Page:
• It helps to increase the lifespan of your fish by providing them with a healthy environment in the aquarium.
  • If ammonia is added in high concentration resulting in the completion of the nitrogen cycle, the process helps to keep the fish tank partially stocked.
  • Cycling the fish tank is beneficial for the fish as well as for you. If the aquarium is cleaned adequately, then it will prevent the spread of bad odor in your house. Therefore, it will keep the environment healthy in your home or office as well.

 

Can We Speed Up the Cycling Time?

Speeding up the process of cycling is difficult, but not impossible by all means. There are a few techniques to quick up the process of cycling your fish tank. In this case, you need to seek help from an established tank. You can adopt the following techniques if you don’t wish to wait for a long 6-8 weeks interval for the completion of the fish tank cycling:

1. Use an established tank filter media:

An established tank will already have nitrifying bacteria attached to its filter media. Thus, it will eliminate the wait for the bacteria to get established in the cycling process naturally, which will, in turn, quicken the first step of the cycle.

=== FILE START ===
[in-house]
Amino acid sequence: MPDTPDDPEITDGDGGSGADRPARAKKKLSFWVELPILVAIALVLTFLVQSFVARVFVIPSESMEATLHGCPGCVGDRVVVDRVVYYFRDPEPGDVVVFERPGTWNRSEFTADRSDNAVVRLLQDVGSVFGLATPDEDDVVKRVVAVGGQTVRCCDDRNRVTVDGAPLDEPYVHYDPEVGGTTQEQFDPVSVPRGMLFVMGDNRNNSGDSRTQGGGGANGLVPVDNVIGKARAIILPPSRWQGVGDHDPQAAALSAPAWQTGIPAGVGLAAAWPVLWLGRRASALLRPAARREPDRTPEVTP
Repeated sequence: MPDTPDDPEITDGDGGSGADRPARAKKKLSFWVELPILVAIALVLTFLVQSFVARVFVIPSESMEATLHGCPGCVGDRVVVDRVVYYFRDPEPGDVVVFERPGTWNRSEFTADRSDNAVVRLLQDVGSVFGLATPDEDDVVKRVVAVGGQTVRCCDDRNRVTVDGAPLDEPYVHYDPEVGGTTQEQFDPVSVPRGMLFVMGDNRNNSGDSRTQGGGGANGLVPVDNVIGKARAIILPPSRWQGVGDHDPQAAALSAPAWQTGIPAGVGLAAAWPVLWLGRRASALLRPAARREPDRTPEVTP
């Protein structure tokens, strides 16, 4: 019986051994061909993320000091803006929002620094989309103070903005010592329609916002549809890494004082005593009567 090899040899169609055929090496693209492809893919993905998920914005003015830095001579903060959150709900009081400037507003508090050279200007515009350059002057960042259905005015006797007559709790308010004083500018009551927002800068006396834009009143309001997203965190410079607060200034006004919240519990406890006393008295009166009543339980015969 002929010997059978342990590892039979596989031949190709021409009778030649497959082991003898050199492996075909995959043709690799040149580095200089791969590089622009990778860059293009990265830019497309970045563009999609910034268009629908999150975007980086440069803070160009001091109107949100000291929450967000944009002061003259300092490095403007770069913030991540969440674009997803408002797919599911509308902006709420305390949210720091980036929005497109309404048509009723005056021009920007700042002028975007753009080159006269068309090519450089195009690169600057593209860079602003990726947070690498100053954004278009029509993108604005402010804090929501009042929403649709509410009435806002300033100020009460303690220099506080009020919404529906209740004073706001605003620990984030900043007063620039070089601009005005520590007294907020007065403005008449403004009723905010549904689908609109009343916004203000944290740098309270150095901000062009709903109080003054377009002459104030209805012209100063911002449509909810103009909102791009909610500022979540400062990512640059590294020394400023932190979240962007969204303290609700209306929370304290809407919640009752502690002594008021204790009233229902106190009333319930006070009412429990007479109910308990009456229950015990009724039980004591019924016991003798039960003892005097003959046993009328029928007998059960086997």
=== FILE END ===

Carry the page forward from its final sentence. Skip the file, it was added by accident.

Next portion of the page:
2. Use the gravel of an established tank:

A used under gravel filter from an established tank will work the same way as a used filter media. An under gravel filter will have the beneficial bacteria attached to it, which will eliminate the wait for its establishment. Take some gravel and put it in the mesh bag of your filter, or in case of an under gravel filter, place it on the top of your new tank’s gravel.

 

3. Seasoning of your filter: